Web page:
The declaration is required by the Italian authorities and gives additional information that isn’t detailed on your Certificate of No Impediment. The solicitor or public notary will charge a fee for this service. Fees will vary so it might be worth shopping around.


  • Step 3 – Legalising your documents for the Italian authorities


    When you have your Certificate of No Impediment and you have made your Statutory Declaration, you need to send them both to the FCO Legalisation Office in Milton Keynes for each to be legalised with a Hague Apostille. The Legalisation Office will charge for this – please check the current charges and procedure on the Foreign and Commonwealth Office Website.

    Step 4 – Translation of your Certificate of No Impediment (CNI)

    Once both these documents have been legalised, you will then need to have the legalised Certificate of No Impediment translated. As it will become an Italian legal document it should be translated by a translator based in Italy and sworn before the Italian courts or an Italian Justice of the Peace. We can provide you with a list of recommended translators.  A fee will be charged – fees vary depending on the translator. They will also charge a delivery fee to have the translation couriered back to you or to our local office (since we will be in charge to lodge the paperwork on your behalf). The Statutory Declaration does not need to be translated since it is already in both languages.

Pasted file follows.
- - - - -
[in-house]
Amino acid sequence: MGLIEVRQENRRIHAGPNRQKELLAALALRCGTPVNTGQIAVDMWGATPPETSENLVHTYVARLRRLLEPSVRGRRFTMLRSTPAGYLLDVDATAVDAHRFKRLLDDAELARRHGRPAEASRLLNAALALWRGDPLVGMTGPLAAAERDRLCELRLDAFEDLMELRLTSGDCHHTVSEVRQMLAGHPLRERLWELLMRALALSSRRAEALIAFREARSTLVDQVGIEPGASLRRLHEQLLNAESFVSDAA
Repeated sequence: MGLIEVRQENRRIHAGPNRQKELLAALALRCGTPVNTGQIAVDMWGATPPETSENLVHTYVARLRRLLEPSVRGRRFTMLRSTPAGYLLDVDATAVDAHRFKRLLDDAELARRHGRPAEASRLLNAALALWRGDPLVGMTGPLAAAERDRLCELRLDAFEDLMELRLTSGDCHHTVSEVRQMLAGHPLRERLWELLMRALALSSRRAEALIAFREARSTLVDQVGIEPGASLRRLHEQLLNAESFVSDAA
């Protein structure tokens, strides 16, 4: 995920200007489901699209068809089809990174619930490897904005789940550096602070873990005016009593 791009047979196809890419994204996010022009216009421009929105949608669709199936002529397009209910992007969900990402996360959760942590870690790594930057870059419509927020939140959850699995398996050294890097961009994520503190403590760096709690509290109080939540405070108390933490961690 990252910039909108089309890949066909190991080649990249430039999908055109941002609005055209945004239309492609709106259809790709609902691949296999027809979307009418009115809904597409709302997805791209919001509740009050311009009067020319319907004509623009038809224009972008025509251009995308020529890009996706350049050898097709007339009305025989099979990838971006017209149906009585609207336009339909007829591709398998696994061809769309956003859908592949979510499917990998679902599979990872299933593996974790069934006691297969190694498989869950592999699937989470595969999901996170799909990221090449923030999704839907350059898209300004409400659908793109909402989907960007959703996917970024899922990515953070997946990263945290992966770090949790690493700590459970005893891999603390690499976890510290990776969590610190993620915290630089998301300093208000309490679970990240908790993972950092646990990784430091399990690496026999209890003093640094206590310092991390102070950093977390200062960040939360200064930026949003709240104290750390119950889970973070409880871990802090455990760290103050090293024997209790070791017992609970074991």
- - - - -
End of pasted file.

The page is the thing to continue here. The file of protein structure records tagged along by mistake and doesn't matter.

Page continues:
Each British national resident in the UK should have:

    <ul> <li>A Certificate of No Impediment – issued in the UK, legalised in the UK and then translated officially in Italy</li> <li>A bilingual Statutory Declaration legalised in the UK</li> <li>Passport</li> </ul>

    Once all of these documents have been prepared, they should be sent directly to us which we will then send to the town hall where you will get married.. There is no longer any requirement for wedding documentation for British Nationals resident in the UK to be sent to any British Consular Section in Italy for further processing.

    Please note, under Italian law, a woman who has been divorced or widowed and wishes to re-marry in Italy cannot do so until 300 days have passed from the date of her divorce/death of husband. It is possible, however, to apply for a dispensation to this through the Civil Law Courts (Tribunale Civile).

    Finally please note that your Certificate of No Impediment will be valid for six months from the date on your English, Welsh or Northern Irish CNI or three months if presenting a Scottish CNI. 

  • Hope this helps

  • I think maybe a wedding planner could help with this just for the legal piece, which shouldn't cost as much?

  • If you can, I would head down to the commune you want to get married in and speak to someone there in person. I live in Italy, and have found that not much happens unless you stand over people and make them do it! 

    Good Luck! x

  • Fantastic information, thank you all!!!!!! xx